“That one’s a perfectly terrible idea,” Jackson told Illinois News Network. “It’s not at all clear what are the reliable and valid ways to rank departments.”

Rose’s legislation lists an array of criteria that could be used to rank university departments, such as graduation rates, unique faculty qualifications, job placement rates, access to underserved populations and the relative value of a degree based on earnings potential.

The state senator also has criticized priorities and planning within the system of higher education. One project that Rose mentions frequently is an $82.5 million proposal to build a science, technology, engineering and math building at the University of Illinois at Springfield when there’s already a world-class engineering program at the University of Illinois at Urbana-Champaign. At the same time, other university campuses have been waiting to upgrade their outdated science buildings, he said.

“This [legislation] gives teeth to the Board of Higher Education to become the traffic cop and forces them to go through some thoughtful analysis” about expanding programs, Rose said.

But Jackson said examples of duplication of resources within the university system are way overhyped. University campuses each need a core of general education offerings to attract students, he said.

“Otherwise, you’re a college or a trade school,” Jackson said.

He also questioned what would happen if a ranking system showed that an English department at one campus was not up to par. Would that university then not have a right to an English department, Jackson asks.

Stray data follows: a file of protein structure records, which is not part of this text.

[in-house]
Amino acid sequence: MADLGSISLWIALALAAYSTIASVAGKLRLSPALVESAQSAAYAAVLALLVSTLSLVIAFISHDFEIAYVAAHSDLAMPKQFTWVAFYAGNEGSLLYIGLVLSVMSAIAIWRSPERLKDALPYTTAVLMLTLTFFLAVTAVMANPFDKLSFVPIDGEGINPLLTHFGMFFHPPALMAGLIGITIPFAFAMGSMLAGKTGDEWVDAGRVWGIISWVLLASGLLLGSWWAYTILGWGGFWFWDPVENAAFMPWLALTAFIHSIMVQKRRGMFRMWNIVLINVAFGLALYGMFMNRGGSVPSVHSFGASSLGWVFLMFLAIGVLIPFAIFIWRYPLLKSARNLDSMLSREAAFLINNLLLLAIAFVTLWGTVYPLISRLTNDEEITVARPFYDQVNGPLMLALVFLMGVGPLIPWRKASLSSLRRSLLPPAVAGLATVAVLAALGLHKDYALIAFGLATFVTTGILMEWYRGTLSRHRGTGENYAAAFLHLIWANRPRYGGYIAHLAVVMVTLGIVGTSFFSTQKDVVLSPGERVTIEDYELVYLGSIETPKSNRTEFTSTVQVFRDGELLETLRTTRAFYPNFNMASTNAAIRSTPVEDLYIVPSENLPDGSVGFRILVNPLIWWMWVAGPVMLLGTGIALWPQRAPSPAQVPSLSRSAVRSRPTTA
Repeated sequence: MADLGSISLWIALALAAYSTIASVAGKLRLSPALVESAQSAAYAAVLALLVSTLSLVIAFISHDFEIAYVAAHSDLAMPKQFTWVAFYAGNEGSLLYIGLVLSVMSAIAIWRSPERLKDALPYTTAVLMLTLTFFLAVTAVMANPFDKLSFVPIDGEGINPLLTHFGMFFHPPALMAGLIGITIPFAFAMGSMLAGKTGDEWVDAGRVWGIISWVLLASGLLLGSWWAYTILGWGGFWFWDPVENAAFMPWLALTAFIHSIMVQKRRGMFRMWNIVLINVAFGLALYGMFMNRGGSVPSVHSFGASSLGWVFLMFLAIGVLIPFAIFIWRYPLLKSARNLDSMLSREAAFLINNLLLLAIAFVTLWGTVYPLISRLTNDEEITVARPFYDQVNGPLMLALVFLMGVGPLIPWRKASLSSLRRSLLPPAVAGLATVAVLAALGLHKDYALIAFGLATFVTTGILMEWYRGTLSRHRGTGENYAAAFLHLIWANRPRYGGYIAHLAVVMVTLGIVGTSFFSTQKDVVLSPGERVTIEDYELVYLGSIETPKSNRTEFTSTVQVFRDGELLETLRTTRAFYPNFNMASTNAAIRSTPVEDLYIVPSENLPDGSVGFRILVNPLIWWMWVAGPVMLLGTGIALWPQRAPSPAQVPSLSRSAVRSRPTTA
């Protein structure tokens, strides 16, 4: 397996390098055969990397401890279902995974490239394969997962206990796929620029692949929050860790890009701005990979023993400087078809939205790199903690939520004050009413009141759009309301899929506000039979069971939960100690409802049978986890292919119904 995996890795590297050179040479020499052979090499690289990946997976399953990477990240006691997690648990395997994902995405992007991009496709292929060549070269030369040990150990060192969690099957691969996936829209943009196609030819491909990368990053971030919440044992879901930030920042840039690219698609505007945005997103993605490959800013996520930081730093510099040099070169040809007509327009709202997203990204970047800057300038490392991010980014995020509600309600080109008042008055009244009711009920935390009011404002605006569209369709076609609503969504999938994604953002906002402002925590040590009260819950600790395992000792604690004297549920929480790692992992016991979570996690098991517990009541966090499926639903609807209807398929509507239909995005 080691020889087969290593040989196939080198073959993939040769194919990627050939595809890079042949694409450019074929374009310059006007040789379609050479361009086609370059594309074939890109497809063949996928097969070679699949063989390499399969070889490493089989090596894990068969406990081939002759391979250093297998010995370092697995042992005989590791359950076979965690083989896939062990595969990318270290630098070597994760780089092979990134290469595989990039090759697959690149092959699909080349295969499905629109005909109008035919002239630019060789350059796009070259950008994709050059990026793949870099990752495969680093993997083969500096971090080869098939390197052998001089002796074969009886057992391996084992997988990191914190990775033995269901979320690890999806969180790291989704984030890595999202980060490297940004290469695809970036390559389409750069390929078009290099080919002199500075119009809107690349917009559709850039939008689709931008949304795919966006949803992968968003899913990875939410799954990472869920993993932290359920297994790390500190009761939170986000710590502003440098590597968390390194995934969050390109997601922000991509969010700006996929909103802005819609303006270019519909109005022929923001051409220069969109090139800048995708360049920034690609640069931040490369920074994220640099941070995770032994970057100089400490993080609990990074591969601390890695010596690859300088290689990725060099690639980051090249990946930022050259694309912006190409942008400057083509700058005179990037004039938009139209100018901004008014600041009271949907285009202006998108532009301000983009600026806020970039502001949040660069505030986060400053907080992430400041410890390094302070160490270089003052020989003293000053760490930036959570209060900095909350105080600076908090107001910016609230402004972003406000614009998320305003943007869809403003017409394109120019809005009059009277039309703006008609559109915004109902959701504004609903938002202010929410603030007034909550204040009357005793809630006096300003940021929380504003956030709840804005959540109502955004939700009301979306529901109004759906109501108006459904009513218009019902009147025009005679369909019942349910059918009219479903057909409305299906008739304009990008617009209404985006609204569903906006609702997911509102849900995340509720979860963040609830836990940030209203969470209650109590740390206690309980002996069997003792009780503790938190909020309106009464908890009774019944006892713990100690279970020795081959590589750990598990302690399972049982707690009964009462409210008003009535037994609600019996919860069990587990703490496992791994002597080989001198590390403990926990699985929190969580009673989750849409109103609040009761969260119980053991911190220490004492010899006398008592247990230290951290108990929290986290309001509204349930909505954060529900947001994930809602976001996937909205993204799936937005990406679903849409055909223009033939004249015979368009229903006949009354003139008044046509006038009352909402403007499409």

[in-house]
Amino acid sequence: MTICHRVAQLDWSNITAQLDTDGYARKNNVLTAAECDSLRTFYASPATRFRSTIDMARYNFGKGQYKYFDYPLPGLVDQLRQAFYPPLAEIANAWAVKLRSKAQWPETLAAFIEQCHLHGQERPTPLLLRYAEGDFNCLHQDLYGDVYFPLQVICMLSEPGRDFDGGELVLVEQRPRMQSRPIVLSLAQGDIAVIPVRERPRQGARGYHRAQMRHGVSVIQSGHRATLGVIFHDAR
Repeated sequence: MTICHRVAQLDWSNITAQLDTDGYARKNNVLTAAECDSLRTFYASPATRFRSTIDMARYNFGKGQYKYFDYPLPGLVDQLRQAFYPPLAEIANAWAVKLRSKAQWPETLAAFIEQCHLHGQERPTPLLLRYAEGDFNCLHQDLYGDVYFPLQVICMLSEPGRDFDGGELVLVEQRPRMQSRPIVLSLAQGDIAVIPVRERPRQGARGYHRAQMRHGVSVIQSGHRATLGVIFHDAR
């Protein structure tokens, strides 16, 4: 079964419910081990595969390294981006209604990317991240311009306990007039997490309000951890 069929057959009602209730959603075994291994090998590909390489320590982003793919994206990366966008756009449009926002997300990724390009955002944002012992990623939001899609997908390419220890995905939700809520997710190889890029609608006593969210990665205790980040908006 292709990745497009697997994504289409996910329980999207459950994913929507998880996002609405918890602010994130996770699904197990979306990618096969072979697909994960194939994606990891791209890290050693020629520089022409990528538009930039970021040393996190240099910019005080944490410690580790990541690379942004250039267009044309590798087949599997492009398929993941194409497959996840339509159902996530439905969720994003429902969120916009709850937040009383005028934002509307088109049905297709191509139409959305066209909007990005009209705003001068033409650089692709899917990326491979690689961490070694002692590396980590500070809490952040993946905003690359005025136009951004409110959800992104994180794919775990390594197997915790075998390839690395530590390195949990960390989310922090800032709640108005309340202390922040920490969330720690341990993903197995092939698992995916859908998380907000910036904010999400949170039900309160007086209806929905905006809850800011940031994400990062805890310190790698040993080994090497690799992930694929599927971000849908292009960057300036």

The state Board of Higher Education now is empowered to have a master plan in place and set priorities for higher education on a statewide basis, he said.

“Things are not nearly as out of whack as critics of higher education indicate,” Jackson said.

But state lawmakers have every right to examine such issues and speak to the IBHE about the future direction of higher education in the state, according to Jackson, who said the legislation’s stated goals of providing increased access to higher education and reducing bureaucracy were positive.

“On the face of it, it looks reasonable and fairly harmless in terms of trying to get people to the place where they would be most successful,” he said.

Others in the education field also seem receptive to discussing the ideas presented in the legislation.

“We’re in the process of reviewing their proposal and will work with them during the upcoming legislative session,” Thomas Hardy, spokesman for the University of Illinois System, told Illinois News Network.

Meanwhile, Rose signaled he wants to take a comprehensive look at how administrators are running individual campuses.

“These guys are all trying to build fiefdoms,” he said. “We’ve had 30 years of free-for-all and mission creep … build, build, build.”

Proposed Illinois university department ranking system raises eyebrows